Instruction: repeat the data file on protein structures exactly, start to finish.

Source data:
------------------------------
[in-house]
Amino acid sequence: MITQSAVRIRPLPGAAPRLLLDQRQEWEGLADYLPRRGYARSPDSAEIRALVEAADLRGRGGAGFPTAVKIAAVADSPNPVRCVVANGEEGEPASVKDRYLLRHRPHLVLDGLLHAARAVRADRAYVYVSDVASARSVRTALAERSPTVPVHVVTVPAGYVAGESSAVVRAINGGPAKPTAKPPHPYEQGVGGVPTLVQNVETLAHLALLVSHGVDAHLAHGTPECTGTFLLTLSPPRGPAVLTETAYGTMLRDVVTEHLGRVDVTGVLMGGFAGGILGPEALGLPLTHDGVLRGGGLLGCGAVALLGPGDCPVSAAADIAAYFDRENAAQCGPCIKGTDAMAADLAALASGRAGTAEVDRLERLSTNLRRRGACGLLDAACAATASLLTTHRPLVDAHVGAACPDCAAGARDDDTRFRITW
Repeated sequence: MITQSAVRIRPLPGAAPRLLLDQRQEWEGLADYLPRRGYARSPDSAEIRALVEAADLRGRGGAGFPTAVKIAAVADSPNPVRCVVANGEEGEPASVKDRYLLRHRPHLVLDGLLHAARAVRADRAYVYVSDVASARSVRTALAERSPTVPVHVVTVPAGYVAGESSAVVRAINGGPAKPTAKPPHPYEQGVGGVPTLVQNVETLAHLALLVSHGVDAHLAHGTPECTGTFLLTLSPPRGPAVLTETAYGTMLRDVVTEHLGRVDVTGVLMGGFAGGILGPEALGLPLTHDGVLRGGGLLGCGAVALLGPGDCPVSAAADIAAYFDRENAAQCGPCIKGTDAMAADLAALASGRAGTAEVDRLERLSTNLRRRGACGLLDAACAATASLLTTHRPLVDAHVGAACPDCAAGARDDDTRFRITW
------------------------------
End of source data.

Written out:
[in-house]
Amino acid sequence: MITQSAVRIRPLPGAAPRLLLDQRQEWEGLADYLPRRGYARSPDSAEIRALVEAADLRGRGGAGFPTAVKIAAVADSPNPVRCVVANGEEGEPASVKDRYLLRHRPHLVLDGLLHAARAVRADRAYVYVSDVASARSVRTALAERSPTVPVHVVTVPAGYVAGESSAVVRAINGGPAKPTAKPPHPYEQGVGGVPTLVQNVETLAHLALLVSHGVDAHLAHGTPECTGTFLLTLSPPRGPAVLTETAYGTMLRDVVTEHLGRVDVTGVLMGGFAGGILGPEALGLPLTHDGVLRGGGLLGCGAVALLGPGDCPVSAAADIAAYFDRENAAQCGPCIKGTDAMAADLAALASGRAGTAEVDRLERLSTNLRRRGACGLLDAACAATASLLTTHRPLVDAHVGAACPDCAAGARDDDTRFRITW
Repeated sequence: MITQSAVRIRPLPGAAPRLLLDQRQEWEGLADYLPRRGYARSPDSAEIRALVEAADLRGRGGAGFPTAVKIAAVADSPNPVRCVVANGEEGEPASVKDRYLLRHRPHLVLDGLLHAARAVRADRAYVYVSDVASARSVRTALAERSPTVPVHVVTVPAGYVAGESSAVVRAINGGPAKPTAKPPHPYEQGVGGVPTLVQNVETLAHLALLVSHGVDAHLAHGTPECTGTFLLTLSPPRGPAVLTETAYGTMLRDVVTEHLGRVDVTGVLMGGFAGGILGPEALGLPLTHDGVLRGGGLLGCGAVALLGPGDCPVSAAADIAAYFDRENAAQCGPCIKGTDAMAADLAALASGRAGTAEVDRLERLSTNLRRRGACGLLDAACAATASLLTTHRPLVDAHVGAACPDCAAGARDDDTRFRITW